Bullfighter, spy, cop, priest

Published March 1, 2012

The Rev. Perry Smith
Photo: contributed

What’s the best background for becoming an Episcopal priest? A stint as a teenage toreador? A year in a Trappist monastery? Counter-intelligence in Vietnam? CIA operations in Latin America? Two decades with the FBI?

For 67-year-old Rev. Perry Smith, all these were steps along the path that led to where he is now: canon for pastoral care at St. John’s Episcopal Cathedral in Jacksonville, Fla., where he ministers to the sick and dying. “To me, these were all part of a life of service,” he says.

The Kentucky-born Smith, who last fall published his memoirs, The Unlikely Priest, left evangelical Protestantism for Roman Catholicism in his teens. Inspired by the writings of Ernest Hemingway in American lit class, he went to Mexico after high school and tried, briefly, to break into bullfighting.

With his years as a teenage aficionado long behind him, Smith does not defend the cruel bloodsport. But he does see some similarities between the ritual of the corrida and ritual of the mass, in which two very different types of priestly figures don beautiful garb and perform a series of practised and solemn moves.

“The centrepiece of bullfighting, whether we like it or not, is ritual killing-sacrifice. And the bull is feared and revered at the same time,” he says. “All of the taurinos and professional bullfighters I know are in awe of the bulls and find them to be majestic and amazing creatures of God.”

Similarly, at the centre of Christian orthodox worship is sacrifice-the sacrifice of the mass, which is relived every time it is celebrated. “The solemn beauty and ritual leading up to the moment of truth, the breaking of the bread (the body) in the mass, for example, can be transcendent. Then we realize we are experiencing something so grace-filled and beautiful that nothing else matters,” Smith says.

In 1966, at age 21, he entered the Kentucky Abbey of Gethsemani, whose most famous resident was the Christian mystic Thomas Merton. Ill-suited to the silence and meditation, however, the action-oriented Smith left the monastic life in just over a year and immediately was drafted into the U.S. Army. The year 1967 saw him assigned to military intelligence with the 9th Infantry and sent to Vietnam.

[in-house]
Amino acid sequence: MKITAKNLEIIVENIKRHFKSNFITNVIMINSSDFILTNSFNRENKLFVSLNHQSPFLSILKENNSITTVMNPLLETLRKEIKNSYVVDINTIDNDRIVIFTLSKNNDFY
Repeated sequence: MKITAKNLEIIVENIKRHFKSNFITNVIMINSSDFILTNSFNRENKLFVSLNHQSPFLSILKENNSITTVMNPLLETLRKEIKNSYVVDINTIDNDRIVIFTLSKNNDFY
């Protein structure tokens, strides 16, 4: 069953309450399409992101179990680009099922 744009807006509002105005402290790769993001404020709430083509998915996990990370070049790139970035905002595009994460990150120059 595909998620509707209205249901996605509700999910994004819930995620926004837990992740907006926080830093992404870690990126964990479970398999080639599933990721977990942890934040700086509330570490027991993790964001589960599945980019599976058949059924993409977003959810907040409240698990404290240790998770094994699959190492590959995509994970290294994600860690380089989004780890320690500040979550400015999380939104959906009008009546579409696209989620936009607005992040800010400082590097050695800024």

It was later, during his CIA career in Central America, that he began his journey to the Episcopal church. “It was Archbishop Marcos McGrath, a Roman Catholic, who suggested that my social conscience and sensibilities would be a better fit with the Anglican Communion,” says Smith. “Back then, it had a broader sense of social awareness and concern.”

Smith was particularly supportive of women’s rights and birth control. “I was seeing a lot of abject poverty in the environs and women who had many children in the home by multiple fathers,” he recalls. “Yet the Catholic church continued to prohibit birth control, and I felt that was socially unconscionable.” He broke from Catholicism in 1977.

In Central America he befriended a British Anglican priest from a nearby mission and eventually made his way to England, where he explored the Anglican church. Returning to the U.S., he became an Episcopalian and was made a deacon in 1989.
In 2001, as he was contemplating retirement after 22 years with the FBI, a priest friend nudged him toward theological school and Smith was ordained in 2002.

The Unlikely Priest is available in e-format and trade paperback at amazon.com.


  • Diana Swift

    Diana Swift is an award-winning writer and editor with 30 years’ experience in newspaper and magazine editing and production. In January 2011, she joined the Anglican Journal as a contributing editor.

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